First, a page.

We returned to the torturous lotus position and he taught us how to breathe properly. Apparently, I’ve breathed wrong for 58 years. Ullas said in a voice so soft it could put a meth addict to sleep, “Inhaaaaaaaaaaaaaaale … 1 … 2 … 3 …4. Exhaaaaaaaaaaaale … 1 … 2 … 3 … 4 … 5 … 6 … 7 … 8.”

Oscar is on the left. I'm on the right. We are both reaching for a beer.
Oscar is on the left. I’m on the right. We are both reaching for a beer.

I scuba dive and part of our training is to exhale for 30 seconds while surfacing from about 50 feet. Counting to eight was easy. However, my back was about to leave my body and find a soft spot of sand on the beach.

Ullas peppered the 90-minute session with philosophy and definition. Such as, what is yoga? In Hindi, yoga means “spiritual discipline.” It started in the 5th or 6th century B.C. in India although artifacts dating to 3000 B.C. show yoga poses. Today it has grown into a $27 billion industry with more than 20 million practitioners. One statistic immediately made yoga more attractive: 83 percent of the practitioners are women.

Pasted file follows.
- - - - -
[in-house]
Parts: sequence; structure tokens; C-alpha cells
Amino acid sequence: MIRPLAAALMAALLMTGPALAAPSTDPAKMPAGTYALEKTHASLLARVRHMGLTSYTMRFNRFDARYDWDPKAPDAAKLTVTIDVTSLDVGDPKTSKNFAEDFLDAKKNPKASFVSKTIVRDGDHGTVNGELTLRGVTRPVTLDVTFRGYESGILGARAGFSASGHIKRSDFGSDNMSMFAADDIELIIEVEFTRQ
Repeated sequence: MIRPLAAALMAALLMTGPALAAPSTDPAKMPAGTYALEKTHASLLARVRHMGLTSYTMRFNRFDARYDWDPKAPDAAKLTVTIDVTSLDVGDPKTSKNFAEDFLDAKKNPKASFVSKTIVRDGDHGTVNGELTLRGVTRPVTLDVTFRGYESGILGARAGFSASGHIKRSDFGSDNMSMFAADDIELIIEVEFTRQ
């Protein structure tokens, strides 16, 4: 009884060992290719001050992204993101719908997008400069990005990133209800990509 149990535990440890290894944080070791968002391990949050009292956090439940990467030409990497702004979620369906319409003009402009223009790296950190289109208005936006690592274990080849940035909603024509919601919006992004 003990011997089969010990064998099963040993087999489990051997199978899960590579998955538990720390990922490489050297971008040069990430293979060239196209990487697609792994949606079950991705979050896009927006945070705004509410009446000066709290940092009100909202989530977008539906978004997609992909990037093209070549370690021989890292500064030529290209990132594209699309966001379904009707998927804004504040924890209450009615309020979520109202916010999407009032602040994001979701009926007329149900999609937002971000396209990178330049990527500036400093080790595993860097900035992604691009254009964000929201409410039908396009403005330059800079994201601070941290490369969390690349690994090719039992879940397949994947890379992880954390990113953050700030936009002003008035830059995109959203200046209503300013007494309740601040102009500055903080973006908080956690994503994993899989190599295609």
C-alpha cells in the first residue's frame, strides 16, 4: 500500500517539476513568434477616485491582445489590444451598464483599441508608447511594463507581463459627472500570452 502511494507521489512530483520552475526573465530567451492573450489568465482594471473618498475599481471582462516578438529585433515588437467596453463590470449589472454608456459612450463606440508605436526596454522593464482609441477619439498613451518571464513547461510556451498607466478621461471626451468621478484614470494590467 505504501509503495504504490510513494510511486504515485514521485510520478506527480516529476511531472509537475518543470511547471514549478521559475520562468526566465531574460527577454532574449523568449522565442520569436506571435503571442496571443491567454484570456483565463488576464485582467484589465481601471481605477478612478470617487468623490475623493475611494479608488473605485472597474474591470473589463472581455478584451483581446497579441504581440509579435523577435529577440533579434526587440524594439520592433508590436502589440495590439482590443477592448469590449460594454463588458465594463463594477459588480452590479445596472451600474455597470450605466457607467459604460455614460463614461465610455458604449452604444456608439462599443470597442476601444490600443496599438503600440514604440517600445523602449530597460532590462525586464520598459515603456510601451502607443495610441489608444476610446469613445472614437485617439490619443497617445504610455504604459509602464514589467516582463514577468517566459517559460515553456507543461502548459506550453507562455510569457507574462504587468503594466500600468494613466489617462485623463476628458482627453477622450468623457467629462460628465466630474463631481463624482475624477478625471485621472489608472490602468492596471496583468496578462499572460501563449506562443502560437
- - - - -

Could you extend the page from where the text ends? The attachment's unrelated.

It is based in ancient Shamanism in which the primary goal, according to book, “The History of Yoga,” is “to heal members of the community and act as religious mediators.” In other words, the state of mind is a privilege and not a right. As Ullas said, “Yoga means a state that must be obtained.”

How do you know when you’ve obtained it? When you can touch your toes? When you can touch your toes to the back of your skull? When you become boring talking about it in cocktail parties? When? I know I needed more time. The only state I felt like I’d obtained so far was Nebraska. (I don’t know what that means, but in my cynical state I needed the obligatory Nebraska slam.)

We then did more stretching. We lay flat on our backs and stretched our arms out behind us. We got on all fours, lifted our left leg straight out and our right arm straight out. We reversed limbs. We put our hands and feet straight on the floor, came down to our chest, stretched our head to the ceiling, then got in the push-up position and slowly moved our feet toward our hands.